Determining the Tire Contact Patch

You buy new (and larger) tires and possibly wheels for your Jeep and you wonder what’s the proper pressure.  It’s often different than the stock tires since the larger tires are likely a different weight rating and constructed a bit different.  Finding your proper pressure is done by reading the contact patch.

78cj-rc2016Just how do we do that?  There is many ways but we used some a smooth concrete floor, white paper, and some latex paint you can learn what pressure gives your tires the best contact patch and create some cool artwork for your kitchen fridge.  We did this test on the jeepfan.com 1978 CJ-5 running 33″ BFG Mud Terrains.

Line up the paper on the floor, taping it down will keep it from moving or sticking to the tire. 

contactpatch-paper

With the tire at 35 psi paint two to three rows of tread.

contactpatch-paint

Roll the Jeep over the paper to allow the tire to make an impression on the paper.

contactpatch-impression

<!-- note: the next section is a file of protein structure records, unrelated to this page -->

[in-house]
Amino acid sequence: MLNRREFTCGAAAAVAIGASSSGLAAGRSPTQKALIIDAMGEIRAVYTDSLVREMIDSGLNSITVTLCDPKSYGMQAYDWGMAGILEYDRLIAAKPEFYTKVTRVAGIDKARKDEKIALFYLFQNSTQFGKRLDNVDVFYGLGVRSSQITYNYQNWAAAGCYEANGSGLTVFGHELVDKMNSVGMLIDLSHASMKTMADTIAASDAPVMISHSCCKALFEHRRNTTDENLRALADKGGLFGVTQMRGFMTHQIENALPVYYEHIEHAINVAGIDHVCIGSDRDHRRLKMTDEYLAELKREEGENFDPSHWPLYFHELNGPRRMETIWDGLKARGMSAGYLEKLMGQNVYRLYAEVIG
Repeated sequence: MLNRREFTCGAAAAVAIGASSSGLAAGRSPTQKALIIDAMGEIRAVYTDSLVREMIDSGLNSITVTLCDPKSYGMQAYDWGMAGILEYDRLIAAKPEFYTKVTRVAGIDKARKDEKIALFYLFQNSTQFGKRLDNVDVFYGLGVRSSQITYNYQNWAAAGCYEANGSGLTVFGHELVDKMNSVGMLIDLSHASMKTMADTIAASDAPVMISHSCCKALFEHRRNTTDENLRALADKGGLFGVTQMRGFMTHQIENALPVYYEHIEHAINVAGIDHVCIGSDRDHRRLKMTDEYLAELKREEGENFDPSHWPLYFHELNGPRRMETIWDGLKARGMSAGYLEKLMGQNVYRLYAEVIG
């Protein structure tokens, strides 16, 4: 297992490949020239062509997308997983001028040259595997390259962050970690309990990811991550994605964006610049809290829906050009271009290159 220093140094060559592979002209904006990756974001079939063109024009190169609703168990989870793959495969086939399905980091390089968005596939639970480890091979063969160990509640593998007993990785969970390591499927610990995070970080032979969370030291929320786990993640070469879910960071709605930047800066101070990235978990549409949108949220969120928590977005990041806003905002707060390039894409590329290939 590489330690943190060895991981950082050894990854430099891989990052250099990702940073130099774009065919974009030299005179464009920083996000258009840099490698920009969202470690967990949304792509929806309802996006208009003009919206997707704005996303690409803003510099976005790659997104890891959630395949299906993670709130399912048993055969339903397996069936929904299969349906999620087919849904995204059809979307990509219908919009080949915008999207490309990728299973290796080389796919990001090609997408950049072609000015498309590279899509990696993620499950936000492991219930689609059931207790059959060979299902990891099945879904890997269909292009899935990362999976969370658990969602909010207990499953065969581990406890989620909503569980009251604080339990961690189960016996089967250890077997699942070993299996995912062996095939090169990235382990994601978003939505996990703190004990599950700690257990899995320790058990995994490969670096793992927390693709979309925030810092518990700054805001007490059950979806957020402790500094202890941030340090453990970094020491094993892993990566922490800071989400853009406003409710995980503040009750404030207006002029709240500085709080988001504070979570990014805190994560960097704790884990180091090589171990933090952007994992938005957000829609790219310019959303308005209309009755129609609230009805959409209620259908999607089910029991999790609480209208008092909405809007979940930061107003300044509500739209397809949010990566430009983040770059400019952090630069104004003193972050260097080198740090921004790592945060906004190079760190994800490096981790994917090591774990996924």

Clean the excess paint off the tire, replace the paper with a clean piece.  Using the same tread rows repeat the process over a span of stepping lower pressures.   Labeling each paper as you proceed.

Examine the impression, note how the amount of coverage increases as the pressure drops.

35 PSI

35 PSI

24 PSI

24 PSI

18 PSI

18 PSI

It’s obvious how the outer blocks become more evident as the pressure drops.  Different vehicles and different tires will make different patches.  35 psi on a CJ is too high and will cause the tire to wear in the middle.  18 psi is nice for the trail, see how nearly all of the tire tread is on the surface.  This low is probably too low for the street and may even cause excess outer wear and a mushy feel.

24 psi seemed to be the best pressure in the middle.  Measuring the patch on the rear may result in different pressure needs, it’s a matter of spending the time testing.  Our CJ tested about the same front and back so we settled on 25 psi since it provided a good patch and good street feel.